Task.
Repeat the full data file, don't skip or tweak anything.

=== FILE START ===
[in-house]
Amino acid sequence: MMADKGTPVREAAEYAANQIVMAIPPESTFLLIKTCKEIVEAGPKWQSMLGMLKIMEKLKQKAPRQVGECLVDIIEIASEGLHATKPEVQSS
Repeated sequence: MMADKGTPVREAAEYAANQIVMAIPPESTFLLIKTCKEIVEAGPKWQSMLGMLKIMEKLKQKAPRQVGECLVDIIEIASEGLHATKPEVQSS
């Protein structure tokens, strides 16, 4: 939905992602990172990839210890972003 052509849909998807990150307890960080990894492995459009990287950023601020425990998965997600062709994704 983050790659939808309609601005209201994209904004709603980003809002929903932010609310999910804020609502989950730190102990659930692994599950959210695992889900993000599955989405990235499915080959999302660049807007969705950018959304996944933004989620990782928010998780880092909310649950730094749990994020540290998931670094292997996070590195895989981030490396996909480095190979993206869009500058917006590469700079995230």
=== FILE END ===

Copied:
[in-house]
Amino acid sequence: MMADKGTPVREAAEYAANQIVMAIPPESTFLLIKTCKEIVEAGPKWQSMLGMLKIMEKLKQKAPRQVGECLVDIIEIASEGLHATKPEVQSS
Repeated sequence: MMADKGTPVREAAEYAANQIVMAIPPESTFLLIKTCKEIVEAGPKWQSMLGMLKIMEKLKQKAPRQVGECLVDIIEIASEGLHATKPEVQSS
């Protein structure tokens, strides 16, 4: 939905992602990172990839210890972003 052509849909998807990150307890960080990894492995459009990287950023601020425990998965997600062709994704 983050790659939808309609601005209201994209904004709603980003809002929903932010609310999910804020609502989950730190102990659930692994599950959210695992889900993000599955989405990235499915080959999302660049807007969705950018959304996944933004989620990782928010998780880092909310649950730094749990994020540290998931670094292997996070590195895989981030490396996909480095190979993206869009500058917006590469700079995230």